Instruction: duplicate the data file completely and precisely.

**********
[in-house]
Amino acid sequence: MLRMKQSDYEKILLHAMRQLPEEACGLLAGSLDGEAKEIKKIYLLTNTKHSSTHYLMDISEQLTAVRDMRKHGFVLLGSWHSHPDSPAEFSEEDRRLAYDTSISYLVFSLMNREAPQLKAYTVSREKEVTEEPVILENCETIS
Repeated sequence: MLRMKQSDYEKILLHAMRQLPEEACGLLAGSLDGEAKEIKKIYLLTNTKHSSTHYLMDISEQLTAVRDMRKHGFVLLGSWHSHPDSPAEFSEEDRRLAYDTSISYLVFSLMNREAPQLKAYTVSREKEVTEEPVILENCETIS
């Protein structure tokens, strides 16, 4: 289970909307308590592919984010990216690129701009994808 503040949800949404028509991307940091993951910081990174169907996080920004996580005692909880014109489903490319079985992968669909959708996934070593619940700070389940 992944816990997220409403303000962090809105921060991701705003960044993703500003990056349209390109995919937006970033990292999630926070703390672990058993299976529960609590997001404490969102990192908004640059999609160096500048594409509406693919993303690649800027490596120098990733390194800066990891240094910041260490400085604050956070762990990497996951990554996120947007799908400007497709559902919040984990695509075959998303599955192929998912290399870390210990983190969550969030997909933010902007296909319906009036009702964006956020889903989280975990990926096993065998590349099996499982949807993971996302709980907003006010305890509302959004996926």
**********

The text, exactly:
[in-house]
Amino acid sequence: MLRMKQSDYEKILLHAMRQLPEEACGLLAGSLDGEAKEIKKIYLLTNTKHSSTHYLMDISEQLTAVRDMRKHGFVLLGSWHSHPDSPAEFSEEDRRLAYDTSISYLVFSLMNREAPQLKAYTVSREKEVTEEPVILENCETIS
Repeated sequence: MLRMKQSDYEKILLHAMRQLPEEACGLLAGSLDGEAKEIKKIYLLTNTKHSSTHYLMDISEQLTAVRDMRKHGFVLLGSWHSHPDSPAEFSEEDRRLAYDTSISYLVFSLMNREAPQLKAYTVSREKEVTEEPVILENCETIS
């Protein structure tokens, strides 16, 4: 289970909307308590592919984010990216690129701009994808 503040949800949404028509991307940091993951910081990174169907996080920004996580005692909880014109489903490319079985992968669909959708996934070593619940700070389940 992944816990997220409403303000962090809105921060991701705003960044993703500003990056349209390109995919937006970033990292999630926070703390672990058993299976529960609590997001404490969102990192908004640059999609160096500048594409509406693919993303690649800027490596120098990733390194800066990891240094910041260490400085604050956070762990990497996951990554996120947007799908400007497709559902919040984990695509075959998303599955192929998912290399870390210990983190969550969030997909933010902007296909319906009036009702964006956020889903989280975990990926096993065998590349099996499982949807993971996302709980907003006010305890509302959004996926």